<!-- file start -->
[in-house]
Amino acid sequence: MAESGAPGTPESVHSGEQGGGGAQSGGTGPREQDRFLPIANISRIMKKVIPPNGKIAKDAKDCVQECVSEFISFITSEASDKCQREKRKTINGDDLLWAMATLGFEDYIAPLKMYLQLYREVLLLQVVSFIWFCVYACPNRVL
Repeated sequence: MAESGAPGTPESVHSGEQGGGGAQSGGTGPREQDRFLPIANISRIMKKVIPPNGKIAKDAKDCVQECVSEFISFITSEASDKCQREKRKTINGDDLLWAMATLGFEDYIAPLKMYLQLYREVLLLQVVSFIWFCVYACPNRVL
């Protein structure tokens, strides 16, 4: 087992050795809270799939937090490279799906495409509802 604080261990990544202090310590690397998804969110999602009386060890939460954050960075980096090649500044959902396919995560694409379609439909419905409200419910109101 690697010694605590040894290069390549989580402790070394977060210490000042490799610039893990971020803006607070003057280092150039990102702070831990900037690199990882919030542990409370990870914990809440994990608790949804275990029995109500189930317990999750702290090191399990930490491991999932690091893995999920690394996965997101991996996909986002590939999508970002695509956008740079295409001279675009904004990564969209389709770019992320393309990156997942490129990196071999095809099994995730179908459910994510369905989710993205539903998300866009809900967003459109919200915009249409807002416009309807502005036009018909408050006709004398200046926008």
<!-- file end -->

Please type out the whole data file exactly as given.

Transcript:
[in-house]
Amino acid sequence: MAESGAPGTPESVHSGEQGGGGAQSGGTGPREQDRFLPIANISRIMKKVIPPNGKIAKDAKDCVQECVSEFISFITSEASDKCQREKRKTINGDDLLWAMATLGFEDYIAPLKMYLQLYREVLLLQVVSFIWFCVYACPNRVL
Repeated sequence: MAESGAPGTPESVHSGEQGGGGAQSGGTGPREQDRFLPIANISRIMKKVIPPNGKIAKDAKDCVQECVSEFISFITSEASDKCQREKRKTINGDDLLWAMATLGFEDYIAPLKMYLQLYREVLLLQVVSFIWFCVYACPNRVL
């Protein structure tokens, strides 16, 4: 087992050795809270799939937090490279799906495409509802 604080261990990544202090310590690397998804969110999602009386060890939460954050960075980096090649500044959902396919995560694409379609439909419905409200419910109101 690697010694605590040894290069390549989580402790070394977060210490000042490799610039893990971020803006607070003057280092150039990102702070831990900037690199990882919030542990409370990870914990809440994990608790949804275990029995109500189930317990999750702290090191399990930490491991999932690091893995999920690394996965997101991996996909986002590939999508970002695509956008740079295409001279675009904004990564969209389709770019992320393309990156997942490129990196071999095809099994995730179908459910994510369905989710993205539903998300866009809900967003459109919200915009249409807002416009309807502005036009018909408050006709004398200046926008």